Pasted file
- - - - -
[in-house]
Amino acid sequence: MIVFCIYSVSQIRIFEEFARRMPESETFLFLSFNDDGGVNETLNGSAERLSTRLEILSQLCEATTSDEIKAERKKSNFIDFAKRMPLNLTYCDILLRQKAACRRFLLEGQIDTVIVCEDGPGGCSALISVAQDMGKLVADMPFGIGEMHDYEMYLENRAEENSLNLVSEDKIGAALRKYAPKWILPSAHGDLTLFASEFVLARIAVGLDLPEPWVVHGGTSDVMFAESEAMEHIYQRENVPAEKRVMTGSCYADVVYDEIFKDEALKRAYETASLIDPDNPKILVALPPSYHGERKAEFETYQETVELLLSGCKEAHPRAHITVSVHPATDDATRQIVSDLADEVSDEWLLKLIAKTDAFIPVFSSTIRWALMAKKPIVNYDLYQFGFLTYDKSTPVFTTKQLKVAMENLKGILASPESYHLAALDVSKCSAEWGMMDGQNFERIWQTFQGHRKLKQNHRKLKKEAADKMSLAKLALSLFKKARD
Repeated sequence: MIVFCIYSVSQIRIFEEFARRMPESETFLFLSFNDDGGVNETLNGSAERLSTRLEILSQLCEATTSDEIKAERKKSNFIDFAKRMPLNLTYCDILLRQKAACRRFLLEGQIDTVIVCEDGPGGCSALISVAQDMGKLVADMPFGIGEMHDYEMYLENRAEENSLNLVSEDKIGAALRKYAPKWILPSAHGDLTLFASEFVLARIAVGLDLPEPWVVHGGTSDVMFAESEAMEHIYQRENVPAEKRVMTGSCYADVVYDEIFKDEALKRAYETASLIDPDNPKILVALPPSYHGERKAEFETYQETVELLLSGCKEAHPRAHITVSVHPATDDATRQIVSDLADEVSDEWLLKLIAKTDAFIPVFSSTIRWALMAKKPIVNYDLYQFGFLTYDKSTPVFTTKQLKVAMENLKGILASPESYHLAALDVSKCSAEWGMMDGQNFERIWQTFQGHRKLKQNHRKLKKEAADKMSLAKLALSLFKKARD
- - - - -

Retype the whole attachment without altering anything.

[in-house]
Amino acid sequence: MIVFCIYSVSQIRIFEEFARRMPESETFLFLSFNDDGGVNETLNGSAERLSTRLEILSQLCEATTSDEIKAERKKSNFIDFAKRMPLNLTYCDILLRQKAACRRFLLEGQIDTVIVCEDGPGGCSALISVAQDMGKLVADMPFGIGEMHDYEMYLENRAEENSLNLVSEDKIGAALRKYAPKWILPSAHGDLTLFASEFVLARIAVGLDLPEPWVVHGGTSDVMFAESEAMEHIYQRENVPAEKRVMTGSCYADVVYDEIFKDEALKRAYETASLIDPDNPKILVALPPSYHGERKAEFETYQETVELLLSGCKEAHPRAHITVSVHPATDDATRQIVSDLADEVSDEWLLKLIAKTDAFIPVFSSTIRWALMAKKPIVNYDLYQFGFLTYDKSTPVFTTKQLKVAMENLKGILASPESYHLAALDVSKCSAEWGMMDGQNFERIWQTFQGHRKLKQNHRKLKKEAADKMSLAKLALSLFKKARD
Repeated sequence: MIVFCIYSVSQIRIFEEFARRMPESETFLFLSFNDDGGVNETLNGSAERLSTRLEILSQLCEATTSDEIKAERKKSNFIDFAKRMPLNLTYCDILLRQKAACRRFLLEGQIDTVIVCEDGPGGCSALISVAQDMGKLVADMPFGIGEMHDYEMYLENRAEENSLNLVSEDKIGAALRKYAPKWILPSAHGDLTLFASEFVLARIAVGLDLPEPWVVHGGTSDVMFAESEAMEHIYQRENVPAEKRVMTGSCYADVVYDEIFKDEALKRAYETASLIDPDNPKILVALPPSYHGERKAEFETYQETVELLLSGCKEAHPRAHITVSVHPATDDATRQIVSDLADEVSDEWLLKLIAKTDAFIPVFSSTIRWALMAKKPIVNYDLYQFGFLTYDKSTPVFTTKQLKVAMENLKGILASPESYHLAALDVSKCSAEWGMMDGQNFERIWQTFQGHRKLKQNHRKLKKEAADKMSLAKLALSLFKKARD